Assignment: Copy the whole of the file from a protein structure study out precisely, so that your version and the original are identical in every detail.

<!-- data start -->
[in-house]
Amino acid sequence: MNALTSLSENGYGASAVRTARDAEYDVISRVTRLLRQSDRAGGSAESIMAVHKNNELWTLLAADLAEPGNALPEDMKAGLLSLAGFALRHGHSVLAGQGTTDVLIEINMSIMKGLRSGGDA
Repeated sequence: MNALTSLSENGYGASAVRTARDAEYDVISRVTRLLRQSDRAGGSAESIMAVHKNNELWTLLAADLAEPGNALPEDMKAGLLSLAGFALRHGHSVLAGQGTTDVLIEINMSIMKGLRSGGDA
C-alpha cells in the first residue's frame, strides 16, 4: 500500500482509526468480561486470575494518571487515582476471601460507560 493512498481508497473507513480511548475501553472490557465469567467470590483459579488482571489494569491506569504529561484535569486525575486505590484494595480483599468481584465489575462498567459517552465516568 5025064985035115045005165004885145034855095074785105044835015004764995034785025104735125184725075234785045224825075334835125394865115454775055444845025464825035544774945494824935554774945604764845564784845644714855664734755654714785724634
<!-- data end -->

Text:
[in-house]
Amino acid sequence: MNALTSLSENGYGASAVRTARDAEYDVISRVTRLLRQSDRAGGSAESIMAVHKNNELWTLLAADLAEPGNALPEDMKAGLLSLAGFALRHGHSVLAGQGTTDVLIEINMSIMKGLRSGGDA
Repeated sequence: MNALTSLSENGYGASAVRTARDAEYDVISRVTRLLRQSDRAGGSAESIMAVHKNNELWTLLAADLAEPGNALPEDMKAGLLSLAGFALRHGHSVLAGQGTTDVLIEINMSIMKGLRSGGDA
C-alpha cells in the first residue's frame, strides 16, 4: 500500500482509526468480561486470575494518571487515582476471601460507560 493512498481508497473507513480511548475501553472490557465469567467470590483459579488482571489494569491506569504529561484535569486525575486505590484494595480483599468481584465489575462498567459517552465516568 5025064985035115045005165004885145034855095074785105044835015004764995034785025104735125184725075234785045224825075334835125394865115454775055444845025464825035544774945494824935554774945604764845564784845644714855664734755654714785724634